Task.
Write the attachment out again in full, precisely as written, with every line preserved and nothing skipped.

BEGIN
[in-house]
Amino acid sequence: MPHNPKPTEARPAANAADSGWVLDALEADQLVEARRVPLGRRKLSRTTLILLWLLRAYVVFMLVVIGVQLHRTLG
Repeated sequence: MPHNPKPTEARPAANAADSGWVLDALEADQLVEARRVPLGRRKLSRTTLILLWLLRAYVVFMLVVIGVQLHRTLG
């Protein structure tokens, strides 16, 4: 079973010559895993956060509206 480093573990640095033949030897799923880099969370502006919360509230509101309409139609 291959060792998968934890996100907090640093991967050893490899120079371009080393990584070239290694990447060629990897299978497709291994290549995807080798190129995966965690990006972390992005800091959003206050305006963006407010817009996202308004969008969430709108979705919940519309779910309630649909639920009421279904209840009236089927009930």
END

[in-house]
Amino acid sequence: MPHNPKPTEARPAANAADSGWVLDALEADQLVEARRVPLGRRKLSRTTLILLWLLRAYVVFMLVVIGVQLHRTLG
Repeated sequence: MPHNPKPTEARPAANAADSGWVLDALEADQLVEARRVPLGRRKLSRTTLILLWLLRAYVVFMLVVIGVQLHRTLG
């Protein structure tokens, strides 16, 4: 079973010559895993956060509206 480093573990640095033949030897799923880099969370502006919360509230509101309409139609 291959060792998968934890996100907090640093991967050893490899120079371009080393990584070239290694990447060629990897299978497709291994290549995807080798190129995966965690990006972390992005800091959003206050305006963006407010817009996202308004969008969430709108979705919940519309779910309630649909639920009421279904209840009236089927009930």